Automating the Domain Join
Bijgewerkt: mei 2008
Van toepassing op: Windows Server 2008, Windows Server 2008 R2
By default, all operating system installations using Windows Deployment Services result in a client computer that is joined to a domain. In order for the join to be successful, the user account must have permissions to join the domain and rights to create computer objects in Active Directly Domain Services (AD DS). For more information, see Vereiste machtigingen. This topic contains information about how to configure a domain join as part of an unattended installation.
In This Topic
Modifying Your Unattend Files
The domain join process uses the image unattend file to pass data that is collected within Windows PE to the subsequent phases of Setup. If an image is associated with an image unattend file, the domain join and computer name settings will be made directly to this file. However, for this to occur, you must properly the file correctly (see the Sample Unattend Files). Specifically, this means as follows:
For Windows Vista, Windows Server 2008, Windows 7, and Windows Server 2008 R2 images. The image unattend file (ImageUnattend.xml) must have the setting <UnsecureJoin>true</UnsecureJoin> in the Microsoft-Windows-UnattendedJoin component. Additionally, the Microsoft-Windows-Shell-Setup component for the <specialize> unattended pass must exist, even if it is empty.
For Windows XP and Windows Server 2003 images. The image unattend file in the $OEM$ structure (Sysprep.inf) must have the setting DoOldStyleDomainJoin=Yes, and it must have (at a minimum) the [Networking] and [UserData] sections, even if they are empty.
For more information about creating unattend files, see Automating Setup. If the image unattend file does not contain the proper formatting, Windows Deployment Services will not edit the unattend file with the required information. If a selected image does not have an associated image unattend file, a template unattend file will be used to pass domain join (and computer naming) information throughout the installation process.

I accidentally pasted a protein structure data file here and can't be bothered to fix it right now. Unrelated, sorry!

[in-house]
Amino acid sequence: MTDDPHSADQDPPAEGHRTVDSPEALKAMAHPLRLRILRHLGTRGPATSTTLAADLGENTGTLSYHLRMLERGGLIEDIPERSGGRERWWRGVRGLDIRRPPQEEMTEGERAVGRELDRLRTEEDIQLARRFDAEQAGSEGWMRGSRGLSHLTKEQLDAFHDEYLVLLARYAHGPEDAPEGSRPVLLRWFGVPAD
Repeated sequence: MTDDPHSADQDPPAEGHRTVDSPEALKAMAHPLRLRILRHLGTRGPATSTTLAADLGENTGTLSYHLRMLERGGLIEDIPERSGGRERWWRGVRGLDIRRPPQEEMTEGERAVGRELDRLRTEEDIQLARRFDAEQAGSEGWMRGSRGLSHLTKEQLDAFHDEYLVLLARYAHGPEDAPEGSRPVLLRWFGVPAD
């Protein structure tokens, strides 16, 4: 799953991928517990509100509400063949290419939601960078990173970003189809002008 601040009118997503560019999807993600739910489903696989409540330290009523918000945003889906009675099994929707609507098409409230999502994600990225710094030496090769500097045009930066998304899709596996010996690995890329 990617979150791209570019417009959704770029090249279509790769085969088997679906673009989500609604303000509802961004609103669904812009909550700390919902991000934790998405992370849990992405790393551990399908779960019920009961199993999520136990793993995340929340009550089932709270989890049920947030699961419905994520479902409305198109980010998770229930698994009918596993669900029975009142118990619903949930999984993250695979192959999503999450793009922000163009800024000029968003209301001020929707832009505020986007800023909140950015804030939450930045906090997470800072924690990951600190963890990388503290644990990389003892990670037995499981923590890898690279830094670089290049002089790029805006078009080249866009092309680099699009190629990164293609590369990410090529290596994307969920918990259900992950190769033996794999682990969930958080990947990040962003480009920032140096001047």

For Windows Vista, Windows Server 2008, Windows 7, and Windows Server 2008 R2 images, this file exists within the image itself at \System32\WDSUnattendTemplate.xml. Therefore, after the image is applied, the template file will be located offline on the disk.
For Windows XP and Windows Server 2003 images, this file exists in the \RemoteInstall\Templates\Sysprep.inf folder on the server when the server is first initialized. After the image is applied, Windows Deployment Services will copy the template Sysprep.inf into the offline image and then edit it as appropriate. This file is copied from the server into the offline image as C:\Sysprep\Sysprep.inf.
Choosing a Permissions Method
There are two permissions methods for providing credentials to enable a computer to join a domain: unsecure join and secure join. Both of these methods are described in the following table.
|Unsecure join||Secure join|
This method resets the computer account to a known, shared computer password and joins the computer to a domain without credentials. For Windows Vista, Windows Server 2008, Windows 7, and Windows Server 2008 R2 images, this shared computer password is a dynamically generated, strong password that is set by Windows Deployment Services. The password is inserted into the ImageUnattend.xml file as the <MachinePassword> setting. For images from an earlier version of Windows, this shared computer password is the computer name.
To implement an unsecure join, set UnsecureJoin = TRUE and ensure that the Microsoft-Windows-Shell-Setup component exists for the specialize phase.
This method is secure in the sense that it requires credentials (user name, domain, and password) before you can reset the account and perform the domain join. However, in practice this method is actually less secure because the credentials reside in the ImageUnattend.xml file in plain text.
To implement a secure join, add the following to the unattend file: